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April 1, 2023

Len and Cub: A Hidden Relationship Brought Into the Light Through Early 20th Century Photographs

Leonard “Len” Keith and Joseph “Cub” Coates fell for each other in early 20th-century New Brunswick, at a time and place where queer relationships were taboo. Their story was almost lost forever—until a collection of tender photographs brought their romance into the light.

Len was born in 1891, and Cub was born 8 years later. They grew up in the rural New Brunswick village of Havelock in the early 20th century. The two were neighbors, and they clearly developed an inseparable relationship. Len was an amateur photographer and automobile enthusiast who went on to own a local garage and poolhall after serving in the First World War. Cub was the son of a farmer, also a veteran of the First World War, a butcher, contractor, and lover of horses.

Their time together is catalogued by Len’s photos, which show that the two shared a mutual love of the outdoors, animals, and adventure. Photographs of Len and Cub on hunting and canoe trips with arms around each other’s shoulders or in bed together make clear the affection they held for each other. Their story is one of the oldest photographic records of a same-sex couple in the Maritimes.

Unfortunately, these adventures would cease when Len was outed as a homosexual by community members in the early 1930s and forced to leave Havelock. Cub, however, remained seemingly untainted by scandal and stayed in Havelock until 1940, when he married Rita Cameron, a nurse born in Chatham, and relocated to Moncton after the Second World War. He would go on to become a prominent figure in New Brunswick’s harness racing circles before his death in 1965. Len never returned to Havelock, residing near Montreal before succumbing to cancer in 1950.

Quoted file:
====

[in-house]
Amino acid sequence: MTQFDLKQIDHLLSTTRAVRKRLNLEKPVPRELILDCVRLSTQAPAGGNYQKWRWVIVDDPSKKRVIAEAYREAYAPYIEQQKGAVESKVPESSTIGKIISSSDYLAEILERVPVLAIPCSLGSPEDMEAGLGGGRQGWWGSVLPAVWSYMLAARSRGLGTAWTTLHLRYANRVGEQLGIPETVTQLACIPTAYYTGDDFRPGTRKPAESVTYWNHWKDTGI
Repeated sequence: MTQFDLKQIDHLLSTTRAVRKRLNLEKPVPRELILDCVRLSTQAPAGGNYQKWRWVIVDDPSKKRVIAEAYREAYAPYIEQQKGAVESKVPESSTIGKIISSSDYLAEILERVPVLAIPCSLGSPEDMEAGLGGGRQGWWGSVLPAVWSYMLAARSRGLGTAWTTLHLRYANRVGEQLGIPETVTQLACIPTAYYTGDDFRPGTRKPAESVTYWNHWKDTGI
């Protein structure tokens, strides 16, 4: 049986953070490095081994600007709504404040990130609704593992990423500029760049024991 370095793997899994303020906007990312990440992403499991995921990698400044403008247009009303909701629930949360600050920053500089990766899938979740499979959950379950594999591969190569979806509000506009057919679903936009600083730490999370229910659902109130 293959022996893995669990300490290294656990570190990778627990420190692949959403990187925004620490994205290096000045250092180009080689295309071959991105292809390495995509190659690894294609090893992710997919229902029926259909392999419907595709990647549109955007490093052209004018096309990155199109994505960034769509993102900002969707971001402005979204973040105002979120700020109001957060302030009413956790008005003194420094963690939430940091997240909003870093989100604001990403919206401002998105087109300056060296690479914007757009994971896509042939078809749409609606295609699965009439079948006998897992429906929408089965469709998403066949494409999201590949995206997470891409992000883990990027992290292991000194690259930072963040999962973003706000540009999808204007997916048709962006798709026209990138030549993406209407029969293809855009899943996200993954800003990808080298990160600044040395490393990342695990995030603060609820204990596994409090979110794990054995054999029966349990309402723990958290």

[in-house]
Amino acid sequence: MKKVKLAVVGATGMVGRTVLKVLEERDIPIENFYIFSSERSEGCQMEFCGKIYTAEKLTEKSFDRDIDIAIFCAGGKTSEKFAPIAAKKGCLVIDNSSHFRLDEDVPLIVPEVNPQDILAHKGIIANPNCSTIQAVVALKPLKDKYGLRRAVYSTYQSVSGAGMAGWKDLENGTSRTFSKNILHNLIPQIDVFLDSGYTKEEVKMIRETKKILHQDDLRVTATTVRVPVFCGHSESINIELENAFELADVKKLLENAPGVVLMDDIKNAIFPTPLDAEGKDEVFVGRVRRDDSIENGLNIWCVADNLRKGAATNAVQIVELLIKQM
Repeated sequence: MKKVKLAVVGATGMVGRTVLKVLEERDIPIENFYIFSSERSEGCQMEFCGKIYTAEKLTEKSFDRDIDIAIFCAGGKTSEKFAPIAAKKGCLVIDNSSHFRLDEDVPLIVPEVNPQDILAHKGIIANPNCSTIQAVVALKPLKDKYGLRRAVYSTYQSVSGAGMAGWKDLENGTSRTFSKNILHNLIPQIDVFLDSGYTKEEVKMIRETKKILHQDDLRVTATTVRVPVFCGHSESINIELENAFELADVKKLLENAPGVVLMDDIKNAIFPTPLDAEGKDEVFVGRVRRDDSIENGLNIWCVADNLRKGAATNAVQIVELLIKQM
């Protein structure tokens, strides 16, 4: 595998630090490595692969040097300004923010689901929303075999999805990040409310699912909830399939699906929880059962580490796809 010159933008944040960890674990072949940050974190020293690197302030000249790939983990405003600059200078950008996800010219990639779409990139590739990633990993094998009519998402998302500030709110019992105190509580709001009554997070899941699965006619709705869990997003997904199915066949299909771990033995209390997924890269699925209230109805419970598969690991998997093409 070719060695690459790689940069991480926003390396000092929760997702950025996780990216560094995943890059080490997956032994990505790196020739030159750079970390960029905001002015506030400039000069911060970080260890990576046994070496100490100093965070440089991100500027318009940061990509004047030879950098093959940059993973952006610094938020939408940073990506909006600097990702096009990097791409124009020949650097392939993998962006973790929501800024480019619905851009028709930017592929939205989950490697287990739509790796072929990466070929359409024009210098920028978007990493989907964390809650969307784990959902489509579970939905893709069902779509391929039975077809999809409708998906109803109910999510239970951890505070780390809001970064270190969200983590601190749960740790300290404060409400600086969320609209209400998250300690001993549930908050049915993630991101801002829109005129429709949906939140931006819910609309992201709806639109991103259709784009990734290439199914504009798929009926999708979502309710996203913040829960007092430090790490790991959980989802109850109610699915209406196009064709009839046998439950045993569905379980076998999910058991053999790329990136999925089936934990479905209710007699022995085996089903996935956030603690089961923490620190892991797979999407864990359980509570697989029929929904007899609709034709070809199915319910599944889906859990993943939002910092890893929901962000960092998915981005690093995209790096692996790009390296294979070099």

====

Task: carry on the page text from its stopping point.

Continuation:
The photos were donated to the Provincial Archives of New Brunswick decades after his death by Havelock resident and local historian, John Corey, who had purchased the albums at the Keith family’s estate sale in 1984. Growing up, John heard stories of Len and Cub from his father, Roy Manford Corey, who had been a classmate of Len’s. When John donated the albums [to the Provincial Archives of New Brunswick] in 2011, he described the pair as “boyfriends”—a term noted by the archivist in the collection’s finding aid. The archivist also noted, after a conversation with John, that Len had been “driven out of town for being a homosexual” by a group of Havelock men. This anecdote is written on an envelope containing a photo of one of the men responsible for Len’s outing.

Len’s photos of their life and tells the story of their relationship against the background of same-sex identity and relationships in rural North America of the early 20th century. Although Len was outed and forced to leave Havelock in the 1930s, the story of Len and Cub is one of love and friendship that challenges contemporary ideas about sex and gender expression in the early 20th century.


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